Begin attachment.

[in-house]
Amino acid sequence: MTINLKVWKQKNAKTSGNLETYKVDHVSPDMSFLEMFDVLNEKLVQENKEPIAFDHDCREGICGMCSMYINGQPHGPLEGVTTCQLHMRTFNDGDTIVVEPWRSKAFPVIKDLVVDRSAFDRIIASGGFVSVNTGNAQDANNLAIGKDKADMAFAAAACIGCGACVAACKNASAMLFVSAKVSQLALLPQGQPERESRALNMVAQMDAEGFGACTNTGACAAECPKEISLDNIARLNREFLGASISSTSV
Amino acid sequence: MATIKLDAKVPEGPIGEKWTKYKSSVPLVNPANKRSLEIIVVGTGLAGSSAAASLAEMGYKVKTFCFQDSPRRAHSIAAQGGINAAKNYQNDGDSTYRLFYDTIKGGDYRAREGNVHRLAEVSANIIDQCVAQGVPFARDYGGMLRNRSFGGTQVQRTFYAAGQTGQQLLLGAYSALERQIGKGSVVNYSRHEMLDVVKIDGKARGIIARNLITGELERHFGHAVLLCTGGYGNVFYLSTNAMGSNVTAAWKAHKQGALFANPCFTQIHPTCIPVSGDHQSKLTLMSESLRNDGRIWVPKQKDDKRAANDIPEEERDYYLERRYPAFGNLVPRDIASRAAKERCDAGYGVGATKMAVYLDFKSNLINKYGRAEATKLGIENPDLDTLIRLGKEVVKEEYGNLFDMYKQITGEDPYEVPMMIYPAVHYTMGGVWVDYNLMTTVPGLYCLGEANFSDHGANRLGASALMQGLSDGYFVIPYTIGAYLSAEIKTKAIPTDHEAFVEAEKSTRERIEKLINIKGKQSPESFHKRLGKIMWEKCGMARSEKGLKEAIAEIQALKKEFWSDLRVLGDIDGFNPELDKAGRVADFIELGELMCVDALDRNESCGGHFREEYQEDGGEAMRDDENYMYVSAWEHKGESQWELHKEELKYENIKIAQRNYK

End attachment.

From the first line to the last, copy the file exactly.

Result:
[in-house]
Amino acid sequence: MTINLKVWKQKNAKTSGNLETYKVDHVSPDMSFLEMFDVLNEKLVQENKEPIAFDHDCREGICGMCSMYINGQPHGPLEGVTTCQLHMRTFNDGDTIVVEPWRSKAFPVIKDLVVDRSAFDRIIASGGFVSVNTGNAQDANNLAIGKDKADMAFAAAACIGCGACVAACKNASAMLFVSAKVSQLALLPQGQPERESRALNMVAQMDAEGFGACTNTGACAAECPKEISLDNIARLNREFLGASISSTSV
Amino acid sequence: MATIKLDAKVPEGPIGEKWTKYKSSVPLVNPANKRSLEIIVVGTGLAGSSAAASLAEMGYKVKTFCFQDSPRRAHSIAAQGGINAAKNYQNDGDSTYRLFYDTIKGGDYRAREGNVHRLAEVSANIIDQCVAQGVPFARDYGGMLRNRSFGGTQVQRTFYAAGQTGQQLLLGAYSALERQIGKGSVVNYSRHEMLDVVKIDGKARGIIARNLITGELERHFGHAVLLCTGGYGNVFYLSTNAMGSNVTAAWKAHKQGALFANPCFTQIHPTCIPVSGDHQSKLTLMSESLRNDGRIWVPKQKDDKRAANDIPEEERDYYLERRYPAFGNLVPRDIASRAAKERCDAGYGVGATKMAVYLDFKSNLINKYGRAEATKLGIENPDLDTLIRLGKEVVKEEYGNLFDMYKQITGEDPYEVPMMIYPAVHYTMGGVWVDYNLMTTVPGLYCLGEANFSDHGANRLGASALMQGLSDGYFVIPYTIGAYLSAEIKTKAIPTDHEAFVEAEKSTRERIEKLINIKGKQSPESFHKRLGKIMWEKCGMARSEKGLKEAIAEIQALKKEFWSDLRVLGDIDGFNPELDKAGRVADFIELGELMCVDALDRNESCGGHFREEYQEDGGEAMRDDENYMYVSAWEHKGESQWELHKEELKYENIKIAQRNYK